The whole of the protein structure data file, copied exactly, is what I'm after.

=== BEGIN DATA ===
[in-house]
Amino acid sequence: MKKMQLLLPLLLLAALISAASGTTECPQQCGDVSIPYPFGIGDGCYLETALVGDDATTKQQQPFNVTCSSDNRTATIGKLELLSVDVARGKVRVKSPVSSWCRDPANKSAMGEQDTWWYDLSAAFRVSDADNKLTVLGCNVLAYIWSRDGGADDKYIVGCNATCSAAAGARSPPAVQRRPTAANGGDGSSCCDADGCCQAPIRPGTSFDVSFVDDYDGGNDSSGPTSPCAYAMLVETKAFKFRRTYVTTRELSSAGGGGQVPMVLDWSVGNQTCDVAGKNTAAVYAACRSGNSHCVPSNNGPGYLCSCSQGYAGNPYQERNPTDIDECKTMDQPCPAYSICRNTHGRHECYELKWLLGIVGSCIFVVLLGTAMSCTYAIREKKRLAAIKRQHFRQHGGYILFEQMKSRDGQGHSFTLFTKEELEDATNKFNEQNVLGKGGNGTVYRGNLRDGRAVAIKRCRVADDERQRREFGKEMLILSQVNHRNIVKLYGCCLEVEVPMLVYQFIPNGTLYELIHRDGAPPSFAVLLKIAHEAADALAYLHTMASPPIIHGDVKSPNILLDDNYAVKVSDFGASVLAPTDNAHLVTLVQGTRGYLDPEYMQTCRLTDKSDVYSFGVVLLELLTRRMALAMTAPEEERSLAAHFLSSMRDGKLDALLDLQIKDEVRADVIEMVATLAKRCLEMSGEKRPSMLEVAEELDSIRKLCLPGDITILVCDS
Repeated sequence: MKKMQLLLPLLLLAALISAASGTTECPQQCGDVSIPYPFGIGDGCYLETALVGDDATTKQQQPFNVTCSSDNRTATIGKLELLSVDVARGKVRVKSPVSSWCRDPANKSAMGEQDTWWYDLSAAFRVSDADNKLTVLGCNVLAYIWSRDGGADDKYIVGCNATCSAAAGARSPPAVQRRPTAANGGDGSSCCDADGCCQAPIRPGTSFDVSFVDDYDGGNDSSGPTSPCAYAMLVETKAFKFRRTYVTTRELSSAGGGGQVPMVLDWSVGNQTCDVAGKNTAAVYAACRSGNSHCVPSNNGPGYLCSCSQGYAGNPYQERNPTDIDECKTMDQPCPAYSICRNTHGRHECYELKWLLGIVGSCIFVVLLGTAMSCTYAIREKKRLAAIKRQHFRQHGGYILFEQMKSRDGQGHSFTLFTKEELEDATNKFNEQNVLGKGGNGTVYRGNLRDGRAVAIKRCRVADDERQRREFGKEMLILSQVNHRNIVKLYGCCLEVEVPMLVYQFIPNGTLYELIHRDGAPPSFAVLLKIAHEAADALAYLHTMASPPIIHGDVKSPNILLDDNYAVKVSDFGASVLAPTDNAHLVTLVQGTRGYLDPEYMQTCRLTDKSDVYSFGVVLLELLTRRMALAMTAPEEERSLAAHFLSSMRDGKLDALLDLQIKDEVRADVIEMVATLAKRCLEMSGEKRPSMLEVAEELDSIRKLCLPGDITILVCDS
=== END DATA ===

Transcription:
[in-house]
Amino acid sequence: MKKMQLLLPLLLLAALISAASGTTECPQQCGDVSIPYPFGIGDGCYLETALVGDDATTKQQQPFNVTCSSDNRTATIGKLELLSVDVARGKVRVKSPVSSWCRDPANKSAMGEQDTWWYDLSAAFRVSDADNKLTVLGCNVLAYIWSRDGGADDKYIVGCNATCSAAAGARSPPAVQRRPTAANGGDGSSCCDADGCCQAPIRPGTSFDVSFVDDYDGGNDSSGPTSPCAYAMLVETKAFKFRRTYVTTRELSSAGGGGQVPMVLDWSVGNQTCDVAGKNTAAVYAACRSGNSHCVPSNNGPGYLCSCSQGYAGNPYQERNPTDIDECKTMDQPCPAYSICRNTHGRHECYELKWLLGIVGSCIFVVLLGTAMSCTYAIREKKRLAAIKRQHFRQHGGYILFEQMKSRDGQGHSFTLFTKEELEDATNKFNEQNVLGKGGNGTVYRGNLRDGRAVAIKRCRVADDERQRREFGKEMLILSQVNHRNIVKLYGCCLEVEVPMLVYQFIPNGTLYELIHRDGAPPSFAVLLKIAHEAADALAYLHTMASPPIIHGDVKSPNILLDDNYAVKVSDFGASVLAPTDNAHLVTLVQGTRGYLDPEYMQTCRLTDKSDVYSFGVVLLELLTRRMALAMTAPEEERSLAAHFLSSMRDGKLDALLDLQIKDEVRADVIEMVATLAKRCLEMSGEKRPSMLEVAEELDSIRKLCLPGDITILVCDS
Repeated sequence: MKKMQLLLPLLLLAALISAASGTTECPQQCGDVSIPYPFGIGDGCYLETALVGDDATTKQQQPFNVTCSSDNRTATIGKLELLSVDVARGKVRVKSPVSSWCRDPANKSAMGEQDTWWYDLSAAFRVSDADNKLTVLGCNVLAYIWSRDGGADDKYIVGCNATCSAAAGARSPPAVQRRPTAANGGDGSSCCDADGCCQAPIRPGTSFDVSFVDDYDGGNDSSGPTSPCAYAMLVETKAFKFRRTYVTTRELSSAGGGGQVPMVLDWSVGNQTCDVAGKNTAAVYAACRSGNSHCVPSNNGPGYLCSCSQGYAGNPYQERNPTDIDECKTMDQPCPAYSICRNTHGRHECYELKWLLGIVGSCIFVVLLGTAMSCTYAIREKKRLAAIKRQHFRQHGGYILFEQMKSRDGQGHSFTLFTKEELEDATNKFNEQNVLGKGGNGTVYRGNLRDGRAVAIKRCRVADDERQRREFGKEMLILSQVNHRNIVKLYGCCLEVEVPMLVYQFIPNGTLYELIHRDGAPPSFAVLLKIAHEAADALAYLHTMASPPIIHGDVKSPNILLDDNYAVKVSDFGASVLAPTDNAHLVTLVQGTRGYLDPEYMQTCRLTDKSDVYSFGVVLLELLTRRMALAMTAPEEERSLAAHFLSSMRDGKLDALLDLQIKDEVRADVIEMVATLAKRCLEMSGEKRPSMLEVAEELDSIRKLCLPGDITILVCDS